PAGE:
What does it say about your priorities if you can’t or simply don’t? Is Hulu or Starbucks or that new car truly worth more to you than your financial security?
We may live in the land of #YOLO today, but 70 year old you absolutely, positively, in no uncertain terms, does not. 70 year old you needs present you to stop wasting time and start planning for your future like you mean it. The money you save needs to do more than just provide for short-term goals. You need to save until it hurts a little bit (or a lot) because you need to do a lot with your money, including:
- Build an emergency fund – $1000 will cover most visits from Murphy.
- Put away 3-6 months worth of expenses – best kept in a high-yield savings account or similar, in case of job loss, medical issues, etc.
- Fund your retirement – your 401K or IRA or both. At minimum, enough to get an employer match, but preferably, maxing out one or both.
- Pay for college (as applicable)
- Create wealth – through other forms of investments such as taxable brokerage accounts or real estate.
8. Automate your finances
Do numbers 6 & 7 automatically.
Set up automatic bank transfers so that once your paycheck hits your bank account, a portion of it automatically goes into a separate high yield savings or money market account. Set up an elective deferral so that you’re automatically having 401k contributions deducted from your pay.
It’s been shown time and again that it’s easier to part with money that we never see in the first place – you’re unlikely to miss what was never available to spend. Automating your finances is a brilliant and simple way to get out of your own way. More brilliant is the fact that it’s truly set it and forget it – once your system is in place, you don’t have to think about it.
(By the way, if you haven’t read The Automatic Millionaire yet, I highly recommend you pick up a copy.)
9. Keep moving forward
Like any other struggle in life, there is a tendency to complain about and get bogged down by our money woes. Keeping a growth mindset and a positive outlook will go a long way toward helping you feel good about your financial situation, even if it isn’t exactly what you want it to be.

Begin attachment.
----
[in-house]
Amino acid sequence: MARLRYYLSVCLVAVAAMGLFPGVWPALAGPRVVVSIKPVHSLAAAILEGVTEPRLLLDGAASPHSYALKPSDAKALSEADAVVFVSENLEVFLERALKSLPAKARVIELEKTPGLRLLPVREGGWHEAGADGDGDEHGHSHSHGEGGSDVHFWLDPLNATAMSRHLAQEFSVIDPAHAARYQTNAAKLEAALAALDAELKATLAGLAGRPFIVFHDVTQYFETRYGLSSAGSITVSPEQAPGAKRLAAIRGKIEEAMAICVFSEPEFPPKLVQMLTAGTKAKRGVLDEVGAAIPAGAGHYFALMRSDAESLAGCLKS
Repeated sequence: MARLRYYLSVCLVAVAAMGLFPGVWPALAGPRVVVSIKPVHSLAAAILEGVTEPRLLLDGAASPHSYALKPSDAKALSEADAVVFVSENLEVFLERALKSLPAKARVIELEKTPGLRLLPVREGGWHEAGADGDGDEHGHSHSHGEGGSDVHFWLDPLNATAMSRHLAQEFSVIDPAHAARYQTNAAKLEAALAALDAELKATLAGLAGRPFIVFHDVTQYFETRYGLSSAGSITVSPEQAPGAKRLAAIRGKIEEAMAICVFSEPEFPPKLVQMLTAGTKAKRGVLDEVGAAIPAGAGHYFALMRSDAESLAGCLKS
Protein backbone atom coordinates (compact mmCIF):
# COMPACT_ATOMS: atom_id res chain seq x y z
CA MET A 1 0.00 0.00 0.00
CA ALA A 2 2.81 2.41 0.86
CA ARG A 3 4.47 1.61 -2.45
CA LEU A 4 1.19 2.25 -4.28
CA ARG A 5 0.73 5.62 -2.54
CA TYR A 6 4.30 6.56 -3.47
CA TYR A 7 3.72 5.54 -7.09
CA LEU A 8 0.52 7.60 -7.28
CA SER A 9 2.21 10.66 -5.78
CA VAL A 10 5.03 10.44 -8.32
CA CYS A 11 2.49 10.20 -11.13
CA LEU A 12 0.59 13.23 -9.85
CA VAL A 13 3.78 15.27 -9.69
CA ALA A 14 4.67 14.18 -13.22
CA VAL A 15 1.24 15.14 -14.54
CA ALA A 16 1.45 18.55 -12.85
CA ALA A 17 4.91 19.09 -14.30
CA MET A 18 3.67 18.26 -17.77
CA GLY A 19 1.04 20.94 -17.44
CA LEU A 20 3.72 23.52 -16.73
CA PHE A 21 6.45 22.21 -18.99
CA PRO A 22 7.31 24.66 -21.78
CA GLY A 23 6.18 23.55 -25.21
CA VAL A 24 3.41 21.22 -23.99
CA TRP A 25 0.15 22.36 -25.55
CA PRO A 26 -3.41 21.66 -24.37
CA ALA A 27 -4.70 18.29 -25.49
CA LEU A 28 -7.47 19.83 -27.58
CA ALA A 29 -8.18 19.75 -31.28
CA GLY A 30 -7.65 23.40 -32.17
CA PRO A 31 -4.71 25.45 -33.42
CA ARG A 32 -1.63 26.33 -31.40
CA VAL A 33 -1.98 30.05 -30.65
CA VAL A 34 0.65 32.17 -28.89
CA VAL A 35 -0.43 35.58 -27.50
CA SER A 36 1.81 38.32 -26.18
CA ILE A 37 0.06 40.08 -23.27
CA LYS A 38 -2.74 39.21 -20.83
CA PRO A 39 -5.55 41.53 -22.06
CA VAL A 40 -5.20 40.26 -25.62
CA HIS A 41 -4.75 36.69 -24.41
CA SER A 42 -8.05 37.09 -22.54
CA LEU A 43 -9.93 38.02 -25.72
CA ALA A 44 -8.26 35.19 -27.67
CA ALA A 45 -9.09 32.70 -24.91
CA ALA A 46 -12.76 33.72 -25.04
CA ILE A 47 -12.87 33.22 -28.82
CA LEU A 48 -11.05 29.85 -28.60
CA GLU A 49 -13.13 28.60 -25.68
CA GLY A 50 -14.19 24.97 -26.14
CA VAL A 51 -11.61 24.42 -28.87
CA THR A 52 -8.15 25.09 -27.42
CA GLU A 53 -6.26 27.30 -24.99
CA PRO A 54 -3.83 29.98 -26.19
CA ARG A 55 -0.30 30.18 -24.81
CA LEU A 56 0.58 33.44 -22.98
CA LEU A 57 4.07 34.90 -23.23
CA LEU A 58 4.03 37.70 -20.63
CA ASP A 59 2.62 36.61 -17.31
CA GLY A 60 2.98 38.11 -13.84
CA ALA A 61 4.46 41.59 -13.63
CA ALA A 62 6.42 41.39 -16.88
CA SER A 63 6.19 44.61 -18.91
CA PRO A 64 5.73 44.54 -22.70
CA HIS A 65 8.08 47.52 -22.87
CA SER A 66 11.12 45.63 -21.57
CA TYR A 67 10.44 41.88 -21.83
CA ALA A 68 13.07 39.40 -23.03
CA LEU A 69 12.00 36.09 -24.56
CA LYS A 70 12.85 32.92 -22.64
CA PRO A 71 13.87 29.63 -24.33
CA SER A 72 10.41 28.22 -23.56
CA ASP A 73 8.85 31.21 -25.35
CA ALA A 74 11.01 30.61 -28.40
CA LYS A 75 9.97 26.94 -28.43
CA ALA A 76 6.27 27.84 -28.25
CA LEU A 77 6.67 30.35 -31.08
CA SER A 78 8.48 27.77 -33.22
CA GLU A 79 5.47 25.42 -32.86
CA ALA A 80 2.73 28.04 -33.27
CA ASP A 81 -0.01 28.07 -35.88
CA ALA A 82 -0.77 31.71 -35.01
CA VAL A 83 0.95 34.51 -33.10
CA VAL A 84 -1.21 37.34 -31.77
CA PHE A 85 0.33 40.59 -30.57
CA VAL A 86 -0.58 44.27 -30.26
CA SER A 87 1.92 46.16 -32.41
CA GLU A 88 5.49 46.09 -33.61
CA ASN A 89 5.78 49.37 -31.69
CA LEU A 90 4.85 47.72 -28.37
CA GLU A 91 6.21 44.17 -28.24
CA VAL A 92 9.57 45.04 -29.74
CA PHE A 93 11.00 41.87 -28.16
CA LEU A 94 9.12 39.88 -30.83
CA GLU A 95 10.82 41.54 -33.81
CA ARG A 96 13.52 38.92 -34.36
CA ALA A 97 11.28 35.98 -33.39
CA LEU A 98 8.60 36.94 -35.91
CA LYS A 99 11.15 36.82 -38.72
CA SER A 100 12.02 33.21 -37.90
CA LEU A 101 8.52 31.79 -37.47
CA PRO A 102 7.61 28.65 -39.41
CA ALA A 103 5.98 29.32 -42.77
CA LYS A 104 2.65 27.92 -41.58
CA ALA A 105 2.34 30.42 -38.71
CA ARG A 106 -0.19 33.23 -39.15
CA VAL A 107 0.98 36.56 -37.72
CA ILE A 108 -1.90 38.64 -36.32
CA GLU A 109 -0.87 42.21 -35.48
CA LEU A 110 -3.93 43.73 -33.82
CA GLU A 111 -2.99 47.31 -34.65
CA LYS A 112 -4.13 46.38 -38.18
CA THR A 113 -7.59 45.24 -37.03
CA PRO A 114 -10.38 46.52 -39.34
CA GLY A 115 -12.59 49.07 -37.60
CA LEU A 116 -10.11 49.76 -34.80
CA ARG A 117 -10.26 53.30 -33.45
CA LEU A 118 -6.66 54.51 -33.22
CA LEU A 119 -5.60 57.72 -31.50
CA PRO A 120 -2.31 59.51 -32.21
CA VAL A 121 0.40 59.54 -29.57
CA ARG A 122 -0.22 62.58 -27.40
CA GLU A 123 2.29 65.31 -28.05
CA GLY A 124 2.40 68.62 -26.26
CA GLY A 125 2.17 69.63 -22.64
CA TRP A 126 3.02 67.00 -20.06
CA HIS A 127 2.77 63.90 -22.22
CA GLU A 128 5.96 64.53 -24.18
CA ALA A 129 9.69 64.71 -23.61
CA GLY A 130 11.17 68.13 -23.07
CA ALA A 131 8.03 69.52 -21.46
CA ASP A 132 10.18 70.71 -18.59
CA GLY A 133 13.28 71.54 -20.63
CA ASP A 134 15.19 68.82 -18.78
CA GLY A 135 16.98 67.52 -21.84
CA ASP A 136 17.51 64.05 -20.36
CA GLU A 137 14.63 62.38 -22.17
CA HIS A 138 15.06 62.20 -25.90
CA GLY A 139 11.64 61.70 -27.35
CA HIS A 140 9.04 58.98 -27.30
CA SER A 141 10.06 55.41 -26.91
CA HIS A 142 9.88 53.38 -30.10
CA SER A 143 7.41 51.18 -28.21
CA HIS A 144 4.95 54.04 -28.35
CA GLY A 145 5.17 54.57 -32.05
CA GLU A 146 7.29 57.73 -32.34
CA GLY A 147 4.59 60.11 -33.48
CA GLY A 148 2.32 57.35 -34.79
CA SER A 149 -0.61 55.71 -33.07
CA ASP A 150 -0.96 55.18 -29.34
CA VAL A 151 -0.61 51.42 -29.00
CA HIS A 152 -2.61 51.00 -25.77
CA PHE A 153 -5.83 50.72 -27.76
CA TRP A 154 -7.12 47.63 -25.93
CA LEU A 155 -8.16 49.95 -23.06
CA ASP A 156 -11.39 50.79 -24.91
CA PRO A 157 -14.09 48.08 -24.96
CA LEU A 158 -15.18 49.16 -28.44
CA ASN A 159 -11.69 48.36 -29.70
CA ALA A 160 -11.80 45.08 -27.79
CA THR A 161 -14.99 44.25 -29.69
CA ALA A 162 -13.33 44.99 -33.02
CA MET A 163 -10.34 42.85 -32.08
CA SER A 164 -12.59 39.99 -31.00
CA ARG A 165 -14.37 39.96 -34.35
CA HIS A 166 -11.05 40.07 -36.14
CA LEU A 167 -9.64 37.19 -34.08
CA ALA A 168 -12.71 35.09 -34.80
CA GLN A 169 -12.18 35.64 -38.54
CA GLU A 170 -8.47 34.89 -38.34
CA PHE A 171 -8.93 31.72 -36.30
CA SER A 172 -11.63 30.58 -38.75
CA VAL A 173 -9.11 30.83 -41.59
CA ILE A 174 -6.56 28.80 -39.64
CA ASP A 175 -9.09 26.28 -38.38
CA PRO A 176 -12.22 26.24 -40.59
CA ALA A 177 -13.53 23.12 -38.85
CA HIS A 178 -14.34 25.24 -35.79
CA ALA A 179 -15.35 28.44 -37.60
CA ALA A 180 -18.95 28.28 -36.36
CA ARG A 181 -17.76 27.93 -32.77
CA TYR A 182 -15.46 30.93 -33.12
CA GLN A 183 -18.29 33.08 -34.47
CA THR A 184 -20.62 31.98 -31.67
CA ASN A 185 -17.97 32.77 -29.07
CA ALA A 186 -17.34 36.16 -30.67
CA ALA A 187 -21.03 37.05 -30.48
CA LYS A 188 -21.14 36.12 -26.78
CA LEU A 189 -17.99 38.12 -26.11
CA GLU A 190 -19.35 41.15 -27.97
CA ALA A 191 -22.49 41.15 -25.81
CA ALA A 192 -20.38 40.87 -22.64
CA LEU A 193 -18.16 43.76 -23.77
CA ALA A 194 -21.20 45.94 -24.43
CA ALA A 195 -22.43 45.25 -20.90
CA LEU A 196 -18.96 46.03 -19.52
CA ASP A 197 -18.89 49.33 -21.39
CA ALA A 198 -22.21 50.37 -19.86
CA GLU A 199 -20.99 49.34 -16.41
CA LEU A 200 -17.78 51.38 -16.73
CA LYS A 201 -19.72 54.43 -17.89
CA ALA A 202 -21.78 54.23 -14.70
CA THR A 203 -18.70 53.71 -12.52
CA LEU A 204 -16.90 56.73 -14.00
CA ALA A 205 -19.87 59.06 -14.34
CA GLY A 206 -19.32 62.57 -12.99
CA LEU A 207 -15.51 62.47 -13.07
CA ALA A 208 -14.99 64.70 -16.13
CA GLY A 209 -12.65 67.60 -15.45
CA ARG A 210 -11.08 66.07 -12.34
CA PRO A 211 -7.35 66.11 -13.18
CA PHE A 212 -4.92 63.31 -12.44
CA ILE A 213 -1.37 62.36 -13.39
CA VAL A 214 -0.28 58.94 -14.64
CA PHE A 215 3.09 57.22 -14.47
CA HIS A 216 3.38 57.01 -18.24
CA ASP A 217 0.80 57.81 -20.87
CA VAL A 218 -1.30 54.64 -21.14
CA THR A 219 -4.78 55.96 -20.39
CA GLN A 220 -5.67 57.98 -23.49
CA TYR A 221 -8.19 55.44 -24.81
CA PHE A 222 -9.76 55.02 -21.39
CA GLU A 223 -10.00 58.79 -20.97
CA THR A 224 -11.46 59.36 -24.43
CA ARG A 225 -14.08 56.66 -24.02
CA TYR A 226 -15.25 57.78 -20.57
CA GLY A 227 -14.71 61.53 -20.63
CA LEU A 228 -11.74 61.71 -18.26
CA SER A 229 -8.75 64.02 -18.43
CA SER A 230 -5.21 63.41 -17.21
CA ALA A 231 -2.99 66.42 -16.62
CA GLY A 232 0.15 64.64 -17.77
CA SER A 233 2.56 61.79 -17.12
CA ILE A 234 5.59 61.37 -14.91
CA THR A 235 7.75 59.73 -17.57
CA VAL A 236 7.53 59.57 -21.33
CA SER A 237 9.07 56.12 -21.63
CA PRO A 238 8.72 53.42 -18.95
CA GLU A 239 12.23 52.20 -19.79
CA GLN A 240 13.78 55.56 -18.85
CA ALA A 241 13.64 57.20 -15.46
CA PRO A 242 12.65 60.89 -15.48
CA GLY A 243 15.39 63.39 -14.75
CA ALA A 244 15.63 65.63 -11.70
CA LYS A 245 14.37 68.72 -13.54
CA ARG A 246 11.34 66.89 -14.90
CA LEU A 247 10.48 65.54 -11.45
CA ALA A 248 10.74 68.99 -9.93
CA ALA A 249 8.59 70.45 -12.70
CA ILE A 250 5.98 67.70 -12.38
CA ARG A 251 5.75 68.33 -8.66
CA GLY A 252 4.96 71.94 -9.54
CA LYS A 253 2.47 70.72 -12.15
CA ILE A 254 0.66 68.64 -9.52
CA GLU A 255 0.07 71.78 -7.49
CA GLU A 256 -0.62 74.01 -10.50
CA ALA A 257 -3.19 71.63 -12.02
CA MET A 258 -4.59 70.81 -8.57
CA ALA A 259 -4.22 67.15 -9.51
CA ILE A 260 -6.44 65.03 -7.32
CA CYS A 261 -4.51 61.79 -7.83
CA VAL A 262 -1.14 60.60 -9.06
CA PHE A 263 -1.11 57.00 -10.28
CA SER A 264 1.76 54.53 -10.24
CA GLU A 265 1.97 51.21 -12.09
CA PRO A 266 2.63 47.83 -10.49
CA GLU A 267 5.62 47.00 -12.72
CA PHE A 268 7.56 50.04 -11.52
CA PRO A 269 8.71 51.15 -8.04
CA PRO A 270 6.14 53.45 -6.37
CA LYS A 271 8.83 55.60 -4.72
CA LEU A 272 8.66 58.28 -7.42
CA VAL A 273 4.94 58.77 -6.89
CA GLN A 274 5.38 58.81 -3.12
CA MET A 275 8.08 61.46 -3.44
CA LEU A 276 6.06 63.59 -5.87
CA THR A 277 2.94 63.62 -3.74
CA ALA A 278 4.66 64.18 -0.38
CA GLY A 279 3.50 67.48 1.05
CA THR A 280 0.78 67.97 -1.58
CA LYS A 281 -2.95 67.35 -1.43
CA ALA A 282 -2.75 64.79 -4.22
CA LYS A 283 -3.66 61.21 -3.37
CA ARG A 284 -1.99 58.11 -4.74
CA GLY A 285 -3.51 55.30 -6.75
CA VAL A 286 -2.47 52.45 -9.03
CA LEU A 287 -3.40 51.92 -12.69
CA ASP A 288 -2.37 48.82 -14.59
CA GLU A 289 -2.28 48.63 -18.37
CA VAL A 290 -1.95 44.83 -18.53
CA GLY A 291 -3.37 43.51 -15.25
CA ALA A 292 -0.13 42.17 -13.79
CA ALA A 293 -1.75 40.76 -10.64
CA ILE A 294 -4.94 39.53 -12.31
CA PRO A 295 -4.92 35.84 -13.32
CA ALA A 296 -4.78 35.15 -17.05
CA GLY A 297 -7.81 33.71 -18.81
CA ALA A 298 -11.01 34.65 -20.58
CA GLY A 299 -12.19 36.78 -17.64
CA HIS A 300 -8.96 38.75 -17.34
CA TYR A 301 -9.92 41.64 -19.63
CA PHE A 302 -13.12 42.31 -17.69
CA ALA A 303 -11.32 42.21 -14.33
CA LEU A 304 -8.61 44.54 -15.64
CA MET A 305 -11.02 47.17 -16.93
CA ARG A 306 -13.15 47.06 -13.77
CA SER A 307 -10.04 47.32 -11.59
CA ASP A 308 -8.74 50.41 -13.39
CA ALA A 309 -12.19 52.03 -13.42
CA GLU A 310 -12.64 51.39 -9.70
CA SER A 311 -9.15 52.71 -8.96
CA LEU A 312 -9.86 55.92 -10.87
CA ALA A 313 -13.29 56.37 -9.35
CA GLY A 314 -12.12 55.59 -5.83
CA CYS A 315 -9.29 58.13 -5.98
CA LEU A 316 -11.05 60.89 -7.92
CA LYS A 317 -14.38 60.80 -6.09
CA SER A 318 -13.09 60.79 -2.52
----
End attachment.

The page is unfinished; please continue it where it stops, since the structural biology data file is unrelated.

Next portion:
You can feel ashamed or frustrated by your debt, but there isn’t any benefit derived from feeling badly about your money or your past money mistakes. Focus instead on what you can change – your mindset and your behaviors. Mistakes are fine. In fact, mistakes are good as long as you fall forward.
Stumble, fall, pick yourself up, and keep going. No one follows a straight line to success, no matter how it may appear from the outside looking in; it’s okay to take the long way around as long as you keep moving forward.
10. Choose your comparison yardstick wisely
Keeping up with Joneses has always been and will always be a terrible idea. You will never be satisfied with your life if you’re striving to emulate the people around you instead of figuring out what matters to you. Displays of monetary wealth are just that – displays. Ignore the media and anyone else who tries to tell you how your life should look. If your yardstick for success is based on what other people have and what other people do, you’ll be trapped in a perpetual cycle of never having enough and always needing to impress others. You might as well give yourself over to a lifetime of dissatisfaction and discontent right here and now.
Everything is relative. You may not have as much as some, but you definitely have more than others. In the long run, does any of that make any difference whatsoever?
No. Emphatically no.
You aren’t the proverbial Joneses so don’t compare yourself to them. If you want to make comparisons, compare your past self to your current self so you can celebrate your progress and achievements. Your life is your own and is best lived for you. That means you get to choose your own measures of success. Choosing the Joneses’ measure of success or your neighbor’s or your coworker’s will eventually suck the life out of you. Their priorities aren’t yours.
Instead, choose your comparison yardstick wisely. Let it be the positive impact you make on others. The strength of your relationships. The satisfaction you feel from knowing your purpose and your why.
In the end, life is short. Don’t waste it trying to chase someone else’s dreams or meet someone else’s standards. You do you.
Questions? Advice to share? Let me know in the comments!